Dell Technologies Layoffs: 'Nothing Routine About Today's Environment'Dell Technologies Layoffs: 'Nothing Routine About Today's Environment'
With the cuts, Dell says it is focusing on the long-term health of the company.
September 15, 2020
Dell Technologies layoffs are coming. In a move to address its cost structure in uncertain times, the vendor notified employees that it will eliminate jobs, Bloomberg first reported.
An unnamed source said that Jeff Clarke, chief operating officer at Dell, told staff at an internal quarterly meeting that planned layoffs are coming. There was no mention of which groups or employees the cuts will impact. The vendor employs 165,000 people worldwide.
Dell’s Jeff Clarke
“We’re also evaluating our business to make sure we have the right number of team members in the right roles and in areas where customers need us most,” according to a statement by a Dell spokesperson.
Dell Technologies responded to an inquiry by Channel Futures about the layoffs:
“Our priority continues to be taking care of our team members, so we can take care of our customers and our business, to ensure they’re healthy and strong for the long term,” the statement reads. “We’re also evaluating our business to make sure we have the right number of team members in the right roles and in areas where customers need us most. And, we’re addressing our cost structure to make sure we’re as competitive as we should be now and for future opportunities. While we do this type of organizational review regularly, and while it always results in some job loss or restructuring, we recognize that there is nothing routine about today’s environment. We updated our team Monday with this information so they understand the actions occurring this week. Every decision we’ve made up to this point is to make sure we’re doing what’s best for the long-term health of our company and our team.”
In a quarterly earnings call on Aug. 27, the company reported revenue of $22.8 billion. That was down 3% from the previous quarter. Operating income was $2.6 billion, or 11.5% of revenue.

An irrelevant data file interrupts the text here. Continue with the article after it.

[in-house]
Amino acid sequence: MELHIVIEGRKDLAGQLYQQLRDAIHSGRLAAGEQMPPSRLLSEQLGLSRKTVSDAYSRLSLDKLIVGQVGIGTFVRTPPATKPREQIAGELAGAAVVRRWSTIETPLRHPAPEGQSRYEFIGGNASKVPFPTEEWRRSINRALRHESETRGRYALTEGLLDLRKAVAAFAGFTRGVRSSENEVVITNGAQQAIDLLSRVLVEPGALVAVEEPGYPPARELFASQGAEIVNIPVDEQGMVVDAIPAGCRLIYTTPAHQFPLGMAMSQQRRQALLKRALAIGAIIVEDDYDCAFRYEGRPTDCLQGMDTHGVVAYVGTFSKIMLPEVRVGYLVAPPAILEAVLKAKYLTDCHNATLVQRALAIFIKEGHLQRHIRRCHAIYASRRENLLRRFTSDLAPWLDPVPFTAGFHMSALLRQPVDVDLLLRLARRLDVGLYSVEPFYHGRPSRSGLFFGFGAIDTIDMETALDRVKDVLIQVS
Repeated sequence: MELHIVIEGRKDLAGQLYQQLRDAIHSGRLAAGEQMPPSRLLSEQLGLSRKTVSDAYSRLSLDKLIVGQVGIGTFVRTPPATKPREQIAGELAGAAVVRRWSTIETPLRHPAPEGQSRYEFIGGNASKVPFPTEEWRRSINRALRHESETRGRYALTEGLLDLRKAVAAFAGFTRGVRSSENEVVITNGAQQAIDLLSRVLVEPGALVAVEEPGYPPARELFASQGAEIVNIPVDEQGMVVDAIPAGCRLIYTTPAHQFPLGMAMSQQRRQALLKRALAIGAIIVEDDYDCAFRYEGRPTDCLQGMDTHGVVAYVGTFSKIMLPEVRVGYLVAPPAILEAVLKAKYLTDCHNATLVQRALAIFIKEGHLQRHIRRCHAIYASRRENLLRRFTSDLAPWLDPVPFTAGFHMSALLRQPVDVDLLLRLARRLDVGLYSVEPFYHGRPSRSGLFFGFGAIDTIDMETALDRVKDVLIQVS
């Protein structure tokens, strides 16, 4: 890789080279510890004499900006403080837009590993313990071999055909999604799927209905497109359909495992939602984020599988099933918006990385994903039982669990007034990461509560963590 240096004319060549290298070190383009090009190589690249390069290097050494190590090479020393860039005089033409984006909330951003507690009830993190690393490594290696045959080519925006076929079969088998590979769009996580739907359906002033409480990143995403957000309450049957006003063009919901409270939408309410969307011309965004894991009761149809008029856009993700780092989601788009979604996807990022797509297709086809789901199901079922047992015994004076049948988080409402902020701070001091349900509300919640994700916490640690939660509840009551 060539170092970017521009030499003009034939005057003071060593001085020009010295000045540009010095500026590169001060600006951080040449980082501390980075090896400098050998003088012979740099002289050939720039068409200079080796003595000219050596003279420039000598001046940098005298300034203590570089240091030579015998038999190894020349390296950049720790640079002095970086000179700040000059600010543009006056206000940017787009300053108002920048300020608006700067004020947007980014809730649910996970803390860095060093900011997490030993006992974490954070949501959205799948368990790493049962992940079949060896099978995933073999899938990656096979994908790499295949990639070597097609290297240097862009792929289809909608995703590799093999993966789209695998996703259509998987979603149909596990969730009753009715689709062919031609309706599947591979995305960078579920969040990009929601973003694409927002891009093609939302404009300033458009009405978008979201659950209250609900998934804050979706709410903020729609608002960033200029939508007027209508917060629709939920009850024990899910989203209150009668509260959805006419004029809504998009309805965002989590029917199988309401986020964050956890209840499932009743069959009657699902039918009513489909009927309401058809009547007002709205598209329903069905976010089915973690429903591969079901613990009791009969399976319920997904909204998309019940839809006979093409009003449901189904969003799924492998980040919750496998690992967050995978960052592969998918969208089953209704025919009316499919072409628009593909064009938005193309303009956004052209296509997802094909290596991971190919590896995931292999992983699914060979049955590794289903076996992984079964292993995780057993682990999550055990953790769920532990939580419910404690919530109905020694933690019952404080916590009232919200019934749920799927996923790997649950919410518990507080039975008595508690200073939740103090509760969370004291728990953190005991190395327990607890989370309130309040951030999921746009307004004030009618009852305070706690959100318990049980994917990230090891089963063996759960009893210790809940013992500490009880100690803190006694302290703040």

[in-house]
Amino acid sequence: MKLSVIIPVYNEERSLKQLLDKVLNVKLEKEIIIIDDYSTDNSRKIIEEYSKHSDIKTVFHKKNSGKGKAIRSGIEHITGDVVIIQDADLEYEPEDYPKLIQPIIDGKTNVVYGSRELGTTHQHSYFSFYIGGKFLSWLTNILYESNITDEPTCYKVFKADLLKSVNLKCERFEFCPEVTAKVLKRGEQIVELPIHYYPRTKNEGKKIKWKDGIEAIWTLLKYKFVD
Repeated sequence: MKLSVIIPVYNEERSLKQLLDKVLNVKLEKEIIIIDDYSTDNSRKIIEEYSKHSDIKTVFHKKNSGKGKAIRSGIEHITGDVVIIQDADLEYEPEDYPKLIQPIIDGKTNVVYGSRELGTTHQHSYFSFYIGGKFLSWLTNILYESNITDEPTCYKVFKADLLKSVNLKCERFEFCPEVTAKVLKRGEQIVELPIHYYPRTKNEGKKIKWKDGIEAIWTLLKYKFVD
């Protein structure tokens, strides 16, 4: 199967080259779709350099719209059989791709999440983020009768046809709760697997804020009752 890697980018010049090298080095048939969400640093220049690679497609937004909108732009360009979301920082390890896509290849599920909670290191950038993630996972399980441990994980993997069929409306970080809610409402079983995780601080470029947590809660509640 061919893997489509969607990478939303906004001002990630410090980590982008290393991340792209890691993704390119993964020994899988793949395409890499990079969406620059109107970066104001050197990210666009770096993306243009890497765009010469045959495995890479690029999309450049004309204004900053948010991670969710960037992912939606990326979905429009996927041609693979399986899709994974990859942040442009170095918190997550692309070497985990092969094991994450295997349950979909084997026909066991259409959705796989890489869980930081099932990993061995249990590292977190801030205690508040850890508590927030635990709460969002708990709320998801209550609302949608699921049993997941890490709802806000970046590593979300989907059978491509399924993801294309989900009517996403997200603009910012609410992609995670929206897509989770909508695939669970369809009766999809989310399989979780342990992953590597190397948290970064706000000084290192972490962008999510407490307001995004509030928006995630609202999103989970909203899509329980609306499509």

Infrastructure solutions revenue was $8.2 billion, down 5%. Breaking that down, server and networking revenue was $4.2 billion, down 5%; and storage revenue was $4 billion, down 4%. Client Solutions Group commercial revenue was down 5%. The Client Services Group consumer revenue was $3.16 billion, up 18%. VMware revenue was $2.9 billion, up 10%.
During the call, Clarke said that Dell expects 60% of its workforce to stay remote or have a hybrid schedule. That’s in response to the fluid and uncertain economic times in which we live.
Yesterday, Clarke rolled out remote working plans to employees, worldwide, according to Bloomberg. Dell is letting employees work from home as much as they would like. That’s from one to five days a week post-pandemic, as long as they have manager approval. The vendor isn’t making compensation adjustments. And, the company was providing remote employees $400 for home office equipment.
Dell’s Tom Sweet
Tom Sweet, chief financial officer at Dell, in the financial call, addressed the outlook for the remainder of the year. He noted that it remained uncertain.
“Similar to Q2, we expect Q3 revenue to be seasonally lower than prior years, which has typically been flat to down 2% sequentially,” Sweet said.
Also at Dell
Also mentioned on Dell’s earnings call was the continued focus to provide as-a-service solutions for customers across the company’s portfolio.
“Giving them [customers] more flexibility in cloud-like economics,” said Sweet.
And, the fate of the Dell-VMware relationship is not yet sealed.
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